Through these customers, Nicholson spent the few hundred dollars she had remaining on Indian basket collections and over time she became increasingly interested in Native American art and culture and would frequently buy directly from the weavers on reservations.

Nicholson would eventually outgrow the modest shop on Raymond Avenue and in 1924 and built the the Chinese-style building on Los Robles Avenue — now the site of the USC Pacific Asia Museum.

According to the project’s architect, Kelly Sutherlin McLeod, protecting the irreplaceable art collection in a stable structure is critical.

Phase 1 also included a new climate control system for the basement art storage.

“It is imperative for the collection to be housed in a climate with strictly controlled temperature and humidity,” said McLeod.

Nabih Yousef Structural Engineering designed the structural strengthening plan to meet USC’s requirements for university-owned buildings, working closely with KSMA to keep the work minimally invasive to the original building design and character features.

“The goal is to not create more change, but rather to fit new systems into the existing fabric. The less change the better is a typical rule of thumb for a preservation project, but sometimes change is critically important because it makes a big difference for the longevity of the building,” explained Mossman.

Preliminary research that went into preserving the building found that only a partial piece of the original blueprint survived throughout the years.

“Some of the things we had to discover while we were in construction,” said Yu Yu.

The building was erected within a span of three years between 1921 and 1924 and was built in two separate parts.

“In the basement, there is a space where you can see that the north part of the foundation and the south part do not match,” explained Yu Yu about the height differences. “I was hoping that during this construction we could bring everything back to one level, but once we started to open up some of the concrete we found out there is a big pipe that is still functioning and we could not remove it,” said Yu Yu.

Prior to the retrofit, a portion of the building was actually sinking into the ground, according to Yu Yu.

“Now we don’t have to worry about that part of the building,” said Yu Yu about the new concrete that now secures the building intact.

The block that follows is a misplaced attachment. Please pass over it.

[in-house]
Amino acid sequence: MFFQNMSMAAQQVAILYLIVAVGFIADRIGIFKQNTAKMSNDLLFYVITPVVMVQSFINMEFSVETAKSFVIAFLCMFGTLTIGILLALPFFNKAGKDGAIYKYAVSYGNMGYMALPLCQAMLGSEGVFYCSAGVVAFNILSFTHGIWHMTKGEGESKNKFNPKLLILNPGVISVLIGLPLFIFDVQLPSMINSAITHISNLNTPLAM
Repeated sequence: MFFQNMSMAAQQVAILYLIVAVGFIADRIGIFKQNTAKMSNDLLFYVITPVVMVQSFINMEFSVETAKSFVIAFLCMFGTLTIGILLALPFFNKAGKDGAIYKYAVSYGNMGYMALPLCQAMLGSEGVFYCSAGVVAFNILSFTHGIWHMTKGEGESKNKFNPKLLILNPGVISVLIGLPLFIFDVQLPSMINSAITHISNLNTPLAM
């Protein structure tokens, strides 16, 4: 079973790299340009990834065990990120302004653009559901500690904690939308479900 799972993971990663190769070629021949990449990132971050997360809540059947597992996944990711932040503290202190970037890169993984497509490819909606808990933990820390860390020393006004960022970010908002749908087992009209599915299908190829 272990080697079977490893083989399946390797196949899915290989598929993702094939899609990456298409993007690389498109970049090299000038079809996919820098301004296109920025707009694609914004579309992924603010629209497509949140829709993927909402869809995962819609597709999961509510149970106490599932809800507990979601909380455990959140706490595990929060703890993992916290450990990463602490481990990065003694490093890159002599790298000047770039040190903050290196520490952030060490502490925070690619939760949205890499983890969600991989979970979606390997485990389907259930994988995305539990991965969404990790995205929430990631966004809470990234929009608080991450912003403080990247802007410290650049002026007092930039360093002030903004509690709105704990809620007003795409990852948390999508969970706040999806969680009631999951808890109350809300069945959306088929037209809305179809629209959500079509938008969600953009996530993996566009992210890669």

“We tried to do everything we could to try to match the new concrete color with the existing one. We did between fifteen and twenty different kinds of color testing,” said Yu Yu.

This type of painstaking patience and trial and error work flow comes with the territory of historical preservation, according to Mossman.

“You’ll probably never even know what was done when the project is finished, but the building will be much better off because of it,” said Mossman.

Today, museum staff offices are spread throughout her former living space, where fireplaces and other architectural elements serve as reminders of the building’s history.

Nicholson gifted the building to City of Pasadena in 1943 for art and cultural purposes anchored with the stipulation that she would live in her private room until she passed away.

The Grace Nicholson Building has been designated a Cultural Heritage Landmark by the cities of Pasadena and Los Angeles.

In 1976 the building was placed on the National Register of Historic Places, and in 1989 was declared a Historical Landmark by the State of California.

The public is invited to join the USC Pacific Asia Museum’s event “Preserving a Pasadena Treasure” to learn about the process of preserving and restoring historic buildings and the USC Pacific Asia Museum building in particular.

The conversation panel will include architect Kelly Sutherlin McLeod, USC Pacific Asia Museum Director Christina Yu Yu, and Sue Mossman, Pasadena Heritage Director.

The free event will take place from 6:30 p.m. to 7:30 p.m. at the Pasadena Museum of History located at 470 W. Walnut St.